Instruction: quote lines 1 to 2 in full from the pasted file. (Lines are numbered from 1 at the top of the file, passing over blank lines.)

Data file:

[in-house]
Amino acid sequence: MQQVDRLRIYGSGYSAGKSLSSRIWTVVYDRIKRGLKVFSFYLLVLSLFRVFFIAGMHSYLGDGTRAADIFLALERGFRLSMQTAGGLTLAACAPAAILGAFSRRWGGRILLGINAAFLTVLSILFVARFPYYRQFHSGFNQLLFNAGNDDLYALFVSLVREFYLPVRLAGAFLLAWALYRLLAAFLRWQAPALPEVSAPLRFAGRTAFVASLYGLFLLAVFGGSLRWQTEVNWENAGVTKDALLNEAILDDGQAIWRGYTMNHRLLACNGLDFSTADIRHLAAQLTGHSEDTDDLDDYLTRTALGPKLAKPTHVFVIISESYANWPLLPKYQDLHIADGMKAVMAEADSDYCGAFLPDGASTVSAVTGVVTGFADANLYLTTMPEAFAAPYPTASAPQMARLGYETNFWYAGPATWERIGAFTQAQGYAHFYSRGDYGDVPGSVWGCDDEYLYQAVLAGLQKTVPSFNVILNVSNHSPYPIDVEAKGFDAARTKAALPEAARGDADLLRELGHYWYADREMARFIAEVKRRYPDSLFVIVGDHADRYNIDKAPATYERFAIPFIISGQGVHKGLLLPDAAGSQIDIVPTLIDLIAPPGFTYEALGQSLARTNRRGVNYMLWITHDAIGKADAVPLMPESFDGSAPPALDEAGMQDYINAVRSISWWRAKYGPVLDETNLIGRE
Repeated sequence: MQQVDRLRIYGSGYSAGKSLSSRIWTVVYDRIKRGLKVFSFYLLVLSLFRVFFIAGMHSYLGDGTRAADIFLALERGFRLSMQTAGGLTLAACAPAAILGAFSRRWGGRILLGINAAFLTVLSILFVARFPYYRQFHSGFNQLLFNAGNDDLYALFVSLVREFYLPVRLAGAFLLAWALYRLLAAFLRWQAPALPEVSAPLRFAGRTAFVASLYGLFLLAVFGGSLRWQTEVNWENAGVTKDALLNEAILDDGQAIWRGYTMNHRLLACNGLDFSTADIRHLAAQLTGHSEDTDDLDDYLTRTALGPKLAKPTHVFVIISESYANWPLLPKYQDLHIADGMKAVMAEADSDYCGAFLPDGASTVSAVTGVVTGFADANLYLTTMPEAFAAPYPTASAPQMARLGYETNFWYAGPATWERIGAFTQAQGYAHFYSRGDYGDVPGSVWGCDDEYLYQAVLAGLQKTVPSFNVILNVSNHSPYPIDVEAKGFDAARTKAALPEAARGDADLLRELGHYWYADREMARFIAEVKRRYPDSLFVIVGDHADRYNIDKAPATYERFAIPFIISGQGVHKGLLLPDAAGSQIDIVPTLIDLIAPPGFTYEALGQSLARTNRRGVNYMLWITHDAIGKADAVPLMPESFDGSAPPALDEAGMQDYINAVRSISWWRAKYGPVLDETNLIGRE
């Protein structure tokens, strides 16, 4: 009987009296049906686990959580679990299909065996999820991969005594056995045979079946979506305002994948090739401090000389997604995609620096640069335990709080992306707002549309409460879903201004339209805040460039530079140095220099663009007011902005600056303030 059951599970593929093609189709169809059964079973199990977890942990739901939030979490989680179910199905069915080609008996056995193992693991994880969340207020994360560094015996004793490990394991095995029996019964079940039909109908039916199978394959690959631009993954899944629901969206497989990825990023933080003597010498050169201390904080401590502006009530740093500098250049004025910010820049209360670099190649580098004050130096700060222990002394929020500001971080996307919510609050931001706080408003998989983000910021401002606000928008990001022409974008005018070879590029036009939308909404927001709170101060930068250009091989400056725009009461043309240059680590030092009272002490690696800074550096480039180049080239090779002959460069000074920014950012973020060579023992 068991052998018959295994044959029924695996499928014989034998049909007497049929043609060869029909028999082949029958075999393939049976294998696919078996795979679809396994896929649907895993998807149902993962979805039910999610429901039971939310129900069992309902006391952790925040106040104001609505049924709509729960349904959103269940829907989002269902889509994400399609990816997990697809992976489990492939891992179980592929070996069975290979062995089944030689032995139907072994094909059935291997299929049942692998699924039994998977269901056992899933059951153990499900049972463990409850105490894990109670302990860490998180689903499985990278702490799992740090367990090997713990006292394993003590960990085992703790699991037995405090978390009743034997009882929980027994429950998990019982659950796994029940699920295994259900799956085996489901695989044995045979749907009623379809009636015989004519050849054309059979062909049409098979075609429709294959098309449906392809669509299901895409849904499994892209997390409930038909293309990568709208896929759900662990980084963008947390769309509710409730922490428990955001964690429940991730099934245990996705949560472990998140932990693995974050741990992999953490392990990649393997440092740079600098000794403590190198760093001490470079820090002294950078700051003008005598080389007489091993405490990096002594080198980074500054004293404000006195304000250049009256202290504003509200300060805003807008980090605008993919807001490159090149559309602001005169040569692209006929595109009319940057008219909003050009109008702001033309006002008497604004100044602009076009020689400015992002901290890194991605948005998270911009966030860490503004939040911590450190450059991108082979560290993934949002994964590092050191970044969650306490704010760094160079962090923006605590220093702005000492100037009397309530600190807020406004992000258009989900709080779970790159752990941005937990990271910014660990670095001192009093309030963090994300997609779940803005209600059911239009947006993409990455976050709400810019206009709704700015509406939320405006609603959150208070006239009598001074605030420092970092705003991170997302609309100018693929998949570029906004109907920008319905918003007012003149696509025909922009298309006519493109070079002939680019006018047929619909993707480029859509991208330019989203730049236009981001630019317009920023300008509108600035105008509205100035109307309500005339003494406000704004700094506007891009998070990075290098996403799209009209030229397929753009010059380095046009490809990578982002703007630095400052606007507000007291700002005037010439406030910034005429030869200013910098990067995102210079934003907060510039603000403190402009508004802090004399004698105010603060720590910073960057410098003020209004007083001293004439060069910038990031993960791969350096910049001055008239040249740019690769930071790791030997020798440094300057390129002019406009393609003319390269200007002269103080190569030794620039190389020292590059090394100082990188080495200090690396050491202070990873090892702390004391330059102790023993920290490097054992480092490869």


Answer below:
[in-house]
Amino acid sequence: MQQVDRLRIYGSGYSAGKSLSSRIWTVVYDRIKRGLKVFSFYLLVLSLFRVFFIAGMHSYLGDGTRAADIFLALERGFRLSMQTAGGLTLAACAPAAILGAFSRRWGGRILLGINAAFLTVLSILFVARFPYYRQFHSGFNQLLFNAGNDDLYALFVSLVREFYLPVRLAGAFLLAWALYRLLAAFLRWQAPALPEVSAPLRFAGRTAFVASLYGLFLLAVFGGSLRWQTEVNWENAGVTKDALLNEAILDDGQAIWRGYTMNHRLLACNGLDFSTADIRHLAAQLTGHSEDTDDLDDYLTRTALGPKLAKPTHVFVIISESYANWPLLPKYQDLHIADGMKAVMAEADSDYCGAFLPDGASTVSAVTGVVTGFADANLYLTTMPEAFAAPYPTASAPQMARLGYETNFWYAGPATWERIGAFTQAQGYAHFYSRGDYGDVPGSVWGCDDEYLYQAVLAGLQKTVPSFNVILNVSNHSPYPIDVEAKGFDAARTKAALPEAARGDADLLRELGHYWYADREMARFIAEVKRRYPDSLFVIVGDHADRYNIDKAPATYERFAIPFIISGQGVHKGLLLPDAAGSQIDIVPTLIDLIAPPGFTYEALGQSLARTNRRGVNYMLWITHDAIGKADAVPLMPESFDGSAPPALDEAGMQDYINAVRSISWWRAKYGPVLDETNLIGRE